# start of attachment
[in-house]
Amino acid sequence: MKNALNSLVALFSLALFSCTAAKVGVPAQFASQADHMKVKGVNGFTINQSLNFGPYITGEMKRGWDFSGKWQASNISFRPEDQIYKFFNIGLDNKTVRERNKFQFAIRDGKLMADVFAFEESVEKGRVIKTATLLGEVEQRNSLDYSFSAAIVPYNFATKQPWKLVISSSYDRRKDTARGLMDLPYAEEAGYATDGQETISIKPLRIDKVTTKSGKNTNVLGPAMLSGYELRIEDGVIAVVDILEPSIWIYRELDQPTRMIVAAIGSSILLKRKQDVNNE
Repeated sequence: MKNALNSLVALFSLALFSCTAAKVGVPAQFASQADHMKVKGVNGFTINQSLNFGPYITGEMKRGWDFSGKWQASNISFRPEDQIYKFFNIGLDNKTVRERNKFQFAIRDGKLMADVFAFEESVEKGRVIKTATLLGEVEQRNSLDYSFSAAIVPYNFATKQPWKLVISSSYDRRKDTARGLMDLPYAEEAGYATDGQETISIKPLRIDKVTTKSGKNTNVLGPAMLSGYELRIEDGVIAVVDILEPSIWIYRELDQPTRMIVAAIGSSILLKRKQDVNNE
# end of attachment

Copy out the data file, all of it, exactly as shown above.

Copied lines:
[in-house]
Amino acid sequence: MKNALNSLVALFSLALFSCTAAKVGVPAQFASQADHMKVKGVNGFTINQSLNFGPYITGEMKRGWDFSGKWQASNISFRPEDQIYKFFNIGLDNKTVRERNKFQFAIRDGKLMADVFAFEESVEKGRVIKTATLLGEVEQRNSLDYSFSAAIVPYNFATKQPWKLVISSSYDRRKDTARGLMDLPYAEEAGYATDGQETISIKPLRIDKVTTKSGKNTNVLGPAMLSGYELRIEDGVIAVVDILEPSIWIYRELDQPTRMIVAAIGSSILLKRKQDVNNE
Repeated sequence: MKNALNSLVALFSLALFSCTAAKVGVPAQFASQADHMKVKGVNGFTINQSLNFGPYITGEMKRGWDFSGKWQASNISFRPEDQIYKFFNIGLDNKTVRERNKFQFAIRDGKLMADVFAFEESVEKGRVIKTATLLGEVEQRNSLDYSFSAAIVPYNFATKQPWKLVISSSYDRRKDTARGLMDLPYAEEAGYATDGQETISIKPLRIDKVTTKSGKNTNVLGPAMLSGYELRIEDGVIAVVDILEPSIWIYRELDQPTRMIVAAIGSSILLKRKQDVNNE